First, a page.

The Amazing Machine

The benefits of technological and economic development go far beyond what we expect or imagine.

Case in point: what was the most important machine produced by the Industrial Revolution? Hans Rosling of Gapminder makes the case that it was the washing machine. In this wonderful TED Talk he explains how the washing machine does more than eliminate a difficult and time-consuming task. It can open up whole new worlds of learning and personal development.

It certainly did for his family.


Rosling starts off by showing photos of women in the developing world washing clothes by hand, reminding us that this is still the method used by most people.   Using the graphical statistics tools that his site is famous for, he then shows how by 2050 (using fairly conservative extrapolations) more people will have washing machines than don't. Not only will there lives be easier and better, they too will have time to visit the library -- or more likely go online -- to learn, to connect with others, to create new things.

Rosling concedes that there is an environmental price to be paid for having so many new users of this kind of technology. But he makes the point that no one who benefits from using a washing machine -- and that includes pretty much everybody, even what he describes as the "hard core" green folks -- should imagine that they have the right to deprive anyone else of those benefits.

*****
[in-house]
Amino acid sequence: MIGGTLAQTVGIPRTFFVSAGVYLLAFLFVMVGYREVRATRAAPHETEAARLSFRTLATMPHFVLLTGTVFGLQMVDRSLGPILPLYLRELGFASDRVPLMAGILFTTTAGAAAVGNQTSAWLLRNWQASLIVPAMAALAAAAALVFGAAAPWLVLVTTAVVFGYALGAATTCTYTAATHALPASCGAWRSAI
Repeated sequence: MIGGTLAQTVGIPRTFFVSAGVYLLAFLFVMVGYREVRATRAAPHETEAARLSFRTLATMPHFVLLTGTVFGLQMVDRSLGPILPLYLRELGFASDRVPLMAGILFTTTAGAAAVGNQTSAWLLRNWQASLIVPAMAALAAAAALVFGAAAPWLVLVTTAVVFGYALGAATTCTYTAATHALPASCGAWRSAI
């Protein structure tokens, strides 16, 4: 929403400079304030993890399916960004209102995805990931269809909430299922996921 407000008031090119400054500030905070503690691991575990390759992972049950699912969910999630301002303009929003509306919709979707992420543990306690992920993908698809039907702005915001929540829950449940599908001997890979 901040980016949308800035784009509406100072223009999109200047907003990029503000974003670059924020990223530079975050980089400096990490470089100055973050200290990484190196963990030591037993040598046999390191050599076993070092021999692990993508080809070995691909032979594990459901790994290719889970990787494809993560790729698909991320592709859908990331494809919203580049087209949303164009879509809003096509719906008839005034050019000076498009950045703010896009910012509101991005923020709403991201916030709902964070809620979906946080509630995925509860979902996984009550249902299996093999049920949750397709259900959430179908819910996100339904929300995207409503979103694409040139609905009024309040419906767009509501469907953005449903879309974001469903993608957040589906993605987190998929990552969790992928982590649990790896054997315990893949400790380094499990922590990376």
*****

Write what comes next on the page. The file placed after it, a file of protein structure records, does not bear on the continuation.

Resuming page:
Don't tell anyone else they have to do this unless you're
ready to do it yourself. (Photo via Ven Conmigo.)

Abundant green energy is a very real possibility in the coming decades. Ongoing improvements in solar technology might get us there. And if that doesn't do the trick, a number of other options are possible. And then we might get some new options -- some perhaps developed by scientists whose education begins with the freeing up of time that a new washing machine provides to their mothers.


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